The Sphinx

-Gargi sengupta

“The Sphinx is the riddle, not the riddler.”
― George R.R. Martin, A Feast for Crows

She took a languorous sip of tea from the large mug. The hot fluid burnt the tip of her tongue.
She paid no attention. A smile played on her lips. The last few months had been thrilling.
Exhilarating even. Her thoughts drifted…
The beginning was jerky. He was suspicious and reluctant. She persisted, he gave in. It was an
uneven match. Yet, an unbridled abandon egged her on. The sex was awkward initially. It
became better with time.
The contradictions kept things interesting. He boiled his tea in milk till it was a dark brown. She
liked hers black. Without milk.
Among her circle, she was careful to introduce him as a ‘friend’. She could sense it annoyed
him, but he never really said anything. She liked the hold he had on him.
But more importantly, she liked the unconventionality, the purported secrecy, and the idea of
Her lips touched the chipped edge of the mug. Grimacing, she got up from the bed and went to
the kitchen. The vegetables needed to go in the fridge, the groceries needed to be sorted. Oh,
how she hated adulting.
The bell rang. Adulting could wait.
The thought of her made him dreamy. Those voluptuous curves, that infectious laughter. He
didn’t like being away from her. The first time she had offered him tea, he had hated it. But
gulped it down anyway. She didn’t seem to mind his constant presence. He was only too glad to
be around.
But he felt a void now and then. As if he was invisible. He wanted to make her feel whole. He
wanted her to be his. But he sensed a cold resistance. An apathy. He wanted to talk, she
seemed imperceptive. So he kept putting it off till he could. Today, he was determined to have
that long-pending conversation.

As he undressed, she wondered what it was about him that attracted her. He had droopy eyes.
A scraggly beard disguised his weak chin. Spindly legs supported an ungainly body. His gait
was unsure. The stories which were amusing initially had now become repetitive, and mundane.
She jerked out of her reverie, and pulled him towards her. He still smelled of dirty seats, and
rusty metal. The smell of the bus he had ridden in. It was a reminder of the world he came from.
It struck her then. The rustic charm of what he symbolized had drawn her to him. It was not the
physical person, or the personality.
He was her perception of the idyllic, the uncomplicated. Beyond the realms of etiquette, polite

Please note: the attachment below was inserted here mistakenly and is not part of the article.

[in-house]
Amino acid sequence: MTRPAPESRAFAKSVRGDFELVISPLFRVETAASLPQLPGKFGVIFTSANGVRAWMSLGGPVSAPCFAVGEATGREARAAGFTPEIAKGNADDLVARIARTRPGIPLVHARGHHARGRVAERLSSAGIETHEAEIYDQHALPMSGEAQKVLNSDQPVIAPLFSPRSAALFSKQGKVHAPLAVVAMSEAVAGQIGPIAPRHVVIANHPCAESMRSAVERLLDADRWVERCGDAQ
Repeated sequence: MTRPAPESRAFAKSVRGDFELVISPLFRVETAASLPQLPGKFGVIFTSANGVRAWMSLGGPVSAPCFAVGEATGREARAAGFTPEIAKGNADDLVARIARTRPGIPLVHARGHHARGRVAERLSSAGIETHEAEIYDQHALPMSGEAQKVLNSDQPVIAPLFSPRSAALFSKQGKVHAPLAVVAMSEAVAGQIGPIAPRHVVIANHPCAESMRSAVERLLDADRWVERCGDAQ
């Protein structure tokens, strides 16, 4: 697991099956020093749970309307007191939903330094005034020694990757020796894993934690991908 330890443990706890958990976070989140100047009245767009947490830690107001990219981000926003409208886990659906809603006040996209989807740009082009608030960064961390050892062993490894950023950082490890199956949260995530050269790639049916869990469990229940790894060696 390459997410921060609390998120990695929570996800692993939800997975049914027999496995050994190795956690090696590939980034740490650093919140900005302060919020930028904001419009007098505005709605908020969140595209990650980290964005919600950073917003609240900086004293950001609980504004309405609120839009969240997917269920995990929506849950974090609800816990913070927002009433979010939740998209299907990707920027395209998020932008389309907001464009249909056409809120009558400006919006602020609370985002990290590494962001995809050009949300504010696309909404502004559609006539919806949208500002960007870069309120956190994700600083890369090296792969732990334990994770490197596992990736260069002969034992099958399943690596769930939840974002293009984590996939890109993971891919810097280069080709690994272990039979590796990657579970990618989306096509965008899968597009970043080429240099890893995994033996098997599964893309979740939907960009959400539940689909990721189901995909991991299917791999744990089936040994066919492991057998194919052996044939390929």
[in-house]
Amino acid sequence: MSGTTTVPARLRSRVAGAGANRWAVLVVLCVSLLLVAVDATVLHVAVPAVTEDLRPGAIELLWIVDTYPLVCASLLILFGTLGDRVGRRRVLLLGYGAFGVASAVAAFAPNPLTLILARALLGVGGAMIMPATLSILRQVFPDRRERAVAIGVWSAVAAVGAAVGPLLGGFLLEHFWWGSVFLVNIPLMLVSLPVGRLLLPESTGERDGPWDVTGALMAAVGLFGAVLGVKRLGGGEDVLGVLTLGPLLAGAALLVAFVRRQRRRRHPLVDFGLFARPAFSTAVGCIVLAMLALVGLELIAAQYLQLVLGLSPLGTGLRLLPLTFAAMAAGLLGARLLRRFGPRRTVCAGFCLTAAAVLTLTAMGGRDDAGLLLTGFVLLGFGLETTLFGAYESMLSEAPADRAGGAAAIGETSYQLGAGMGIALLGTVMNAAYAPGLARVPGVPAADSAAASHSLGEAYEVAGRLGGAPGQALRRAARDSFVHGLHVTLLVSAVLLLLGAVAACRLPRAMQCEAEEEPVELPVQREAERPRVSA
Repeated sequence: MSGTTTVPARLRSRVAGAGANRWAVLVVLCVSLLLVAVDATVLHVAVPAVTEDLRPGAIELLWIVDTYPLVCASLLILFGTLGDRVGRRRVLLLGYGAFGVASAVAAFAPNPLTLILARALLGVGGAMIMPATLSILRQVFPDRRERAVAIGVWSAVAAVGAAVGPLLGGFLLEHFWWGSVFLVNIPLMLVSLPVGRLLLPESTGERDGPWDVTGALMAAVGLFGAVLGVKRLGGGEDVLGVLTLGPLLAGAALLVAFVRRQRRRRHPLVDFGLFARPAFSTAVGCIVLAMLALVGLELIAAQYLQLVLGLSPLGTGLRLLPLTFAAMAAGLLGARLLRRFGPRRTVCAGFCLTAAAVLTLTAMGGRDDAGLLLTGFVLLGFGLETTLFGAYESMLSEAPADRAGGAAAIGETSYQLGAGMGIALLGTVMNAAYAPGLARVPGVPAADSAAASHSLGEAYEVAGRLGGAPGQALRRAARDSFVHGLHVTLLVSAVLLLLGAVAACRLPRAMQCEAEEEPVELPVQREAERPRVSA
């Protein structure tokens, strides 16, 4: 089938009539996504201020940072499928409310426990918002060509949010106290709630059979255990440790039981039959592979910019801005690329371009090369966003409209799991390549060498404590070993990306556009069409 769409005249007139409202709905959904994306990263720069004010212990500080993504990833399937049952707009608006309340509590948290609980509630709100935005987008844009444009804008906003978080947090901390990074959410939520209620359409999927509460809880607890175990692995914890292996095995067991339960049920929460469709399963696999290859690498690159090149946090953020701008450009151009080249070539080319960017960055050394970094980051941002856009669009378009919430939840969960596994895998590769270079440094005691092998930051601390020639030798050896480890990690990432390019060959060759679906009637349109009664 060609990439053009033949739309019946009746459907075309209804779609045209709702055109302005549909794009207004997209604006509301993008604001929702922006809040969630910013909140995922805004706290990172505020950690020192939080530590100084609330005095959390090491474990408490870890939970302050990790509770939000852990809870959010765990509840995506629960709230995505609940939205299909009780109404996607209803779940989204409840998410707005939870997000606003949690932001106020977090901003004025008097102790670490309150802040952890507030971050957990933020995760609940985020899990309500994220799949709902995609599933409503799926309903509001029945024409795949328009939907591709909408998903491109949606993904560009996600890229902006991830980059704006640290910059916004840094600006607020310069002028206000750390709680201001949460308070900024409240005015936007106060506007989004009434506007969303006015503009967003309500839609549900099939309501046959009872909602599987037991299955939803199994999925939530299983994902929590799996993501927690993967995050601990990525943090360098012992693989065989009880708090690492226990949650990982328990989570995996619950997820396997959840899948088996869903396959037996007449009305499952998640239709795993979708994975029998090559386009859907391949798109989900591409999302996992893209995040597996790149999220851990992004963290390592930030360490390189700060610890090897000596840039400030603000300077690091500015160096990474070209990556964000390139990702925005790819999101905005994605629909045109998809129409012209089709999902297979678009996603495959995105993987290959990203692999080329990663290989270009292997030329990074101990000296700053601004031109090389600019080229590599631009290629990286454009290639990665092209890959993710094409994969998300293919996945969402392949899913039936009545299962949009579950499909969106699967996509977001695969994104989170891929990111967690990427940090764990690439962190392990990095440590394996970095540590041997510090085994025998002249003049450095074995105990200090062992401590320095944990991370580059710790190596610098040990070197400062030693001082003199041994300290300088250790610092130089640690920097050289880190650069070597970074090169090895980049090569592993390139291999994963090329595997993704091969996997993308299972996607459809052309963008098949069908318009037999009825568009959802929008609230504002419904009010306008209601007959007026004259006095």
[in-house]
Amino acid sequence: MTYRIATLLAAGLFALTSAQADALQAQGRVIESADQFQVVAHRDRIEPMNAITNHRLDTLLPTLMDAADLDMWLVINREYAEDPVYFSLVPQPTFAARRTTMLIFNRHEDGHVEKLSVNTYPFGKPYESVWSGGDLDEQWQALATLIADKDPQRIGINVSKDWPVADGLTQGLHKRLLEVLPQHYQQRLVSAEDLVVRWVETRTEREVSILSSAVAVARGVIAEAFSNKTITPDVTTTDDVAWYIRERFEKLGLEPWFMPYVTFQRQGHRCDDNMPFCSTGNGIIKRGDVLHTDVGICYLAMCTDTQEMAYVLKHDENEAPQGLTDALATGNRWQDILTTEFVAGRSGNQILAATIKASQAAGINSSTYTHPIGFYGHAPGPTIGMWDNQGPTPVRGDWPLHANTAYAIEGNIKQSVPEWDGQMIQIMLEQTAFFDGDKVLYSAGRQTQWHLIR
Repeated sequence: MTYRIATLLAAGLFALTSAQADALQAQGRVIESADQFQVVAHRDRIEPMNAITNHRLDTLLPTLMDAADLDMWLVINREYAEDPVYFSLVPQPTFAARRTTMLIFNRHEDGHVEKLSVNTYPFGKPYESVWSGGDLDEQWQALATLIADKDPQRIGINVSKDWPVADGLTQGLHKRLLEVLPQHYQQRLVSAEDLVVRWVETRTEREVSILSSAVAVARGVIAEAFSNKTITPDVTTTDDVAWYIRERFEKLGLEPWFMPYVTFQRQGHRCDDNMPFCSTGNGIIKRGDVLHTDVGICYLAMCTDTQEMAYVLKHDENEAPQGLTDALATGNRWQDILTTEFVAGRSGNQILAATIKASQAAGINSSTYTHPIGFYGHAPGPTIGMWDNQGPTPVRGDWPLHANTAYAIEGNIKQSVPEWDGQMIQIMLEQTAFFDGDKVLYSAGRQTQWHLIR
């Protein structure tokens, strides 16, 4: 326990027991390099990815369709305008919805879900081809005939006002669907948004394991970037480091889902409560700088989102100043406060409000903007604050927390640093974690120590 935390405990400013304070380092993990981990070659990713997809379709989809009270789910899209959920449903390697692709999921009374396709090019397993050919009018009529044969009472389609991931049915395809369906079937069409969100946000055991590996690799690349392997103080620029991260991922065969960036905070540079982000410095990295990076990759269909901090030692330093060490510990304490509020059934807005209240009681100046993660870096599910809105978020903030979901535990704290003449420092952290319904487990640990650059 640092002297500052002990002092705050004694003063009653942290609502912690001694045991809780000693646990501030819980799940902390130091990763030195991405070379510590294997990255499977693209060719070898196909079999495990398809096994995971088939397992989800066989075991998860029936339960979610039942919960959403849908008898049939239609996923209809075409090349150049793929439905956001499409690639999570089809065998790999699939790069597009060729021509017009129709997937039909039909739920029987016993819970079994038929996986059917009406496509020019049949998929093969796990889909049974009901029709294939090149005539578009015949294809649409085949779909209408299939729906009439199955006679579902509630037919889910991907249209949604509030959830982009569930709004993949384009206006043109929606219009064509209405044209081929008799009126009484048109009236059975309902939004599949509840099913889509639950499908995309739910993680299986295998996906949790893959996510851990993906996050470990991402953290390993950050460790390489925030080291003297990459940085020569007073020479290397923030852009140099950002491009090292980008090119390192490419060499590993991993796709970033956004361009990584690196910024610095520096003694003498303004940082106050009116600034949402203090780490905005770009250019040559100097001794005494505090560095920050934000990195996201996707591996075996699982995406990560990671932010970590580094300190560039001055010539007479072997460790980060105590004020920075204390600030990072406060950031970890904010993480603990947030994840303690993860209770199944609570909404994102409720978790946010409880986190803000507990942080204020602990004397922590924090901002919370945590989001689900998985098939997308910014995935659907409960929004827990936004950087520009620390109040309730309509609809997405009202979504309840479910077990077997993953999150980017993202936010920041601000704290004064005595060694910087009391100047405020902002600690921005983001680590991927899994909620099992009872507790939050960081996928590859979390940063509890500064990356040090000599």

conversation, civility. Yet, she enjoyed the comforts, and privileges of her designated class. The
dichotomy of her existence intoxicated her.
She lay on the bed, staring at him. His soft glance belied the storm brewing up inside. Slowly
she put on her kaftan, still a little breathless. There was so much he wanted to say. She knew
the conversation couldn’t be avoided any more.
They sat facing each other on the sofa. The curtains danced in the autumn breeze, oblivious to
the tension in the air. Her face was taut, but defiant. He smiled, sadly. And then he began to talk:
“I know. I have always known. But I hoped I could be enough. I thought you’d realize that some
day. What we share couldn’t possibly be so shallow, so meaningless. I can’t bring myself to
believe in this charade anymore. Be mine. We cannot go on like this.”
Then he put his right hand beneath the nearest cushion and raised it with the other. The sound
of the bullet was muffled. The force wasn’t. She fell back, motionless. Blood trickled down her
smooth forehead. Feathers fluttered around.
He slumped on the sofa. Head in his hands.
The door was unlocked. He wasn’t particularly surprised. He stepped in gingerly. An ugly pair of
worn out shoes greeted him. In the 8 years that they had been married, he dreaded seeing a
pair that wasn’t his.
He heard the soft grunts from the bedroom upstairs. Slowly, he started climbing the stairs. He
pushed the bedroom door open, startling her. Her lover pulled the sheet around himself. She

didn’t make an immediate effort to cover her nakedness. He noticed the beads of perspiration
between her cleavage. Oh, those curves.
When they met, she had an easy-going charm. She was opinionated, with very little perspective.
She would often complain about the vagaries of class distinction. It made her feel
claustrophobic, she said. And yet, she loved her wine, the trips abroad, the expensive gifts. She
liked her black tea with a hint of cinnamon – a trick he had taught her after the tasteless tea she
had fed him on their first date.
Two years down the line, they got hitched. Over time, he saw her degenerate into a sphinx
without a secret. She liked to think of herself as a woman of ideas, a woman breaking social
taboos, a woman shrouded in mystery. He knew about all her affairs, her shenanigans, her wily
attraction towards oafish men. Her superfluous ideologies amused him. But he never quite
hated her. He indulged her more, much like a child. He needed to protect her after all.
He simply wanted to talk. Instead he had taken the gun out from the chest in his study. Placed it
under the cushion before climbing the stairs.
Sitting behind jail bars, he kept thinking over what made him go at her on that fateful day. Was it
the sight of those shoes, her conceit, or just his silent suffering of all those years.
Then his focus shifted. He had killed all the men before. But she never seemed to tire. It had to
stop. And he had made it stop. He felt that warm, fuzzy feeling coming back to him. She was
now his. Completely.

Photo by Christine Schmiederer

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